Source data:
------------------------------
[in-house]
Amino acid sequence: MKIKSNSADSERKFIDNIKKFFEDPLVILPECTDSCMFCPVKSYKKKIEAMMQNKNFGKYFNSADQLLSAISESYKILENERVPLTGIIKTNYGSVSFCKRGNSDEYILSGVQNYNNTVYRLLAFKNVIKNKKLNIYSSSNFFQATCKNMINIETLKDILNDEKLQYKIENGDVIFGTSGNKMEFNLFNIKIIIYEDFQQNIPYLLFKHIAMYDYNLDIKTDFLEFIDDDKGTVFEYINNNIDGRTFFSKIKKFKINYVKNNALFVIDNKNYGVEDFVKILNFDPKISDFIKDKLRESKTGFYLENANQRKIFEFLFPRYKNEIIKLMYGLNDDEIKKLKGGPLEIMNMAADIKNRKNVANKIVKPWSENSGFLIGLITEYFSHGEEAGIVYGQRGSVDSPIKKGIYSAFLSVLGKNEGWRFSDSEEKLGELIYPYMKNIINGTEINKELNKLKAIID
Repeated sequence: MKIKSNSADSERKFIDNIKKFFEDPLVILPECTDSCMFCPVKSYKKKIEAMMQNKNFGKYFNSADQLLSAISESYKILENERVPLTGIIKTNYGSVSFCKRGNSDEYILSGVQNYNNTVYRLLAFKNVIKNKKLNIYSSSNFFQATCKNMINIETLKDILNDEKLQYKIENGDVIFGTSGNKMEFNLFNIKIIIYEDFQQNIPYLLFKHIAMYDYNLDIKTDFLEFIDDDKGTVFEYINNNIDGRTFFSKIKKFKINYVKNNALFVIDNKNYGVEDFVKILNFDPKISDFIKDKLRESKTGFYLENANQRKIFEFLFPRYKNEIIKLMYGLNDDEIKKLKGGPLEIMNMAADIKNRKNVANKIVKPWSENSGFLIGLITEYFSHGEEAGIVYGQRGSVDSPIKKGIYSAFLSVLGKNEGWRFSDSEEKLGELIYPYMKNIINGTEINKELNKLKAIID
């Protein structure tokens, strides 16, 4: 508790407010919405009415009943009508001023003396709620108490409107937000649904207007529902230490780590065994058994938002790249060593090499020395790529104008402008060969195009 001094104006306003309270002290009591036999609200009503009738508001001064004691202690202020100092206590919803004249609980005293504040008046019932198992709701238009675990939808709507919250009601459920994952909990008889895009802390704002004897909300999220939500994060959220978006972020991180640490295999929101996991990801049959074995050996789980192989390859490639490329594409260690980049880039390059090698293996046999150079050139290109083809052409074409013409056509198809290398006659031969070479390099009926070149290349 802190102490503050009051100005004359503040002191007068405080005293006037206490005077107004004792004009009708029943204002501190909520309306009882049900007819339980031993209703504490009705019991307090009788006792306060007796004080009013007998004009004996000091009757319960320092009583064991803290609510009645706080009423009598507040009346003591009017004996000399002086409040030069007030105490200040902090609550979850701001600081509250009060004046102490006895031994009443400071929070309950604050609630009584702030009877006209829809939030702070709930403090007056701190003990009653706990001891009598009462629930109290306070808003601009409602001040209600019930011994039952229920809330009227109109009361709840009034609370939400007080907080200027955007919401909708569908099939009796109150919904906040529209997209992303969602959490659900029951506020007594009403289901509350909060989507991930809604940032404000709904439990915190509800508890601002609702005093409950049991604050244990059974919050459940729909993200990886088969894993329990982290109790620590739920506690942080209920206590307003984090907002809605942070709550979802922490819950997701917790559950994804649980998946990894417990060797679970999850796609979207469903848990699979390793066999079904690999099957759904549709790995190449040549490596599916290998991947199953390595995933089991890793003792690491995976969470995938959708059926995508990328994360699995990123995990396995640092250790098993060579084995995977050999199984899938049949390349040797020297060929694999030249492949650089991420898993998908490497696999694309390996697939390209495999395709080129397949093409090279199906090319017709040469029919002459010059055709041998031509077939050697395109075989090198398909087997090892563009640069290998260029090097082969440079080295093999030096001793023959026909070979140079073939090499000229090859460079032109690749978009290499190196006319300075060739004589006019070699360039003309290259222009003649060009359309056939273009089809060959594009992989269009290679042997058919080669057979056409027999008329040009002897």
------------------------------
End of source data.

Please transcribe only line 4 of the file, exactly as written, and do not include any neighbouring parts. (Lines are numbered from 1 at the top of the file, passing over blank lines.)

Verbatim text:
């Protein structure tokens, strides 16, 4: 508790407010919405009415009943009508001023003396709620108490409107937000649904207007529902230490780590065994058994938002790249060593090499020395790529104008402008060969195009 001094104006306003309270002290009591036999609200009503009738508001001064004691202690202020100092206590919803004249609980005293504040008046019932198992709701238009675990939808709507919250009601459920994952909990008889895009802390704002004897909300999220939500994060959220978006972020991180640490295999929101996991990801049959074995050996789980192989390859490639490329594409260690980049880039390059090698293996046999150079050139290109083809052409074409013409056509198809290398006659031969070479390099009926070149290349 802190102490503050009051100005004359503040002191007068405080005293006037206490005077107004004792004009009708029943204002501190909520309306009882049900007819339980031993209703504490009705019991307090009788006792306060007796004080009013007998004009004996000091009757319960320092009583064991803290609510009645706080009423009598507040009346003591009017004996000399002086409040030069007030105490200040902090609550979850701001600081509250009060004046102490006895031994009443400071929070309950604050609630009584702030009877006209829809939030702070709930403090007056701190003990009653706990001891009598009462629930109290306070808003601009409602001040209600019930011994039952229920809330009227109109009361709840009034609370939400007080907080200027955007919401909708569908099939009796109150919904906040529209997209992303969602959490659900029951506020007594009403289901509350909060989507991930809604940032404000709904439990915190509800508890601002609702005093409950049991604050244990059974919050459940729909993200990886088969894993329990982290109790620590739920506690942080209920206590307003984090907002809605942070709550979802922490819950997701917790559950994804649980998946990894417990060797679970999850796609979207469903848990699979390793066999079904690999099957759904549709790995190449040549490596599916290998991947199953390595995933089991890793003792690491995976969470995938959708059926995508990328994360699995990123995990396995640092250790098993060579084995995977050999199984899938049949390349040797020297060929694999030249492949650089991420898993998908490497696999694309390996697939390209495999395709080129397949093409090279199906090319017709040469029919002459010059055709041998031509077939050697395109075989090198398909087997090892563009640069290998260029090097082969440079080295093999030096001793023959026909070979140079073939090499000229090859460079032109690749978009290499190196006319300075060739004589006019070699360039003309290259222009003649060009359309056939273009089809060959594009992989269009290679042997058919080669057979056409027999008329040009002897």